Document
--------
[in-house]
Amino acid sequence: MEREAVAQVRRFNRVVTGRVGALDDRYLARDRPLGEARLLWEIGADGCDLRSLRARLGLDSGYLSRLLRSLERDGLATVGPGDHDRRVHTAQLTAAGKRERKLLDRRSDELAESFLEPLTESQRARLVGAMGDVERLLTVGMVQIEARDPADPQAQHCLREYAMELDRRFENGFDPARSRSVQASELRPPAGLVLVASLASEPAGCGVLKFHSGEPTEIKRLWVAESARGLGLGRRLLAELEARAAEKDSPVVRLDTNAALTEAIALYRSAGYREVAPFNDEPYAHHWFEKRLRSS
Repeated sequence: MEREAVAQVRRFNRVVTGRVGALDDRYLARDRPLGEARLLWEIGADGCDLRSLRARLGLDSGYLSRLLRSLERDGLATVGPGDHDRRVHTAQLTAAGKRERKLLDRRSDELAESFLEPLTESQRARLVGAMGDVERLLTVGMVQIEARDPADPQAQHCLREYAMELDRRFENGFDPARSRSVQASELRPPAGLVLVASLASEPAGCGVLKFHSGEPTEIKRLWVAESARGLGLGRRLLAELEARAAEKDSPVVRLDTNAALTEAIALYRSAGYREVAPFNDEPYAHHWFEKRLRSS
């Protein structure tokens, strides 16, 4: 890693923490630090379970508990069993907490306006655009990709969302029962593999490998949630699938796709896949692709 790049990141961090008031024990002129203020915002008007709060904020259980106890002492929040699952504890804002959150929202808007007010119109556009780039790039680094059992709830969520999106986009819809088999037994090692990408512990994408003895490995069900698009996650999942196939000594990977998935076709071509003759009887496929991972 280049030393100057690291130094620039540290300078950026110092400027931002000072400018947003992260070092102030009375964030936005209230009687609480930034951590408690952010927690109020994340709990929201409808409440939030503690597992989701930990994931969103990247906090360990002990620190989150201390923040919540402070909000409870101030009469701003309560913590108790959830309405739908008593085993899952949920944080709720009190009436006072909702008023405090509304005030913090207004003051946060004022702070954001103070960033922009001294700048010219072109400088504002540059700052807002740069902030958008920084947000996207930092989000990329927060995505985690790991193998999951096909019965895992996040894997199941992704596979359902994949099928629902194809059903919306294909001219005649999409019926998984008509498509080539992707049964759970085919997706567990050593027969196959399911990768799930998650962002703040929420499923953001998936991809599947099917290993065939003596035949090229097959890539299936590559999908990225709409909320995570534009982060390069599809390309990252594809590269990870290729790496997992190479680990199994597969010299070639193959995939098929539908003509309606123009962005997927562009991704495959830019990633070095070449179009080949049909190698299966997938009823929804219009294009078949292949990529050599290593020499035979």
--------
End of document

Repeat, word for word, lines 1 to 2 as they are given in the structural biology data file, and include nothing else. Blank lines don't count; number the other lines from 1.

[in-house]
Amino acid sequence: MEREAVAQVRRFNRVVTGRVGALDDRYLARDRPLGEARLLWEIGADGCDLRSLRARLGLDSGYLSRLLRSLERDGLATVGPGDHDRRVHTAQLTAAGKRERKLLDRRSDELAESFLEPLTESQRARLVGAMGDVERLLTVGMVQIEARDPADPQAQHCLREYAMELDRRFENGFDPARSRSVQASELRPPAGLVLVASLASEPAGCGVLKFHSGEPTEIKRLWVAESARGLGLGRRLLAELEARAAEKDSPVVRLDTNAALTEAIALYRSAGYREVAPFNDEPYAHHWFEKRLRSS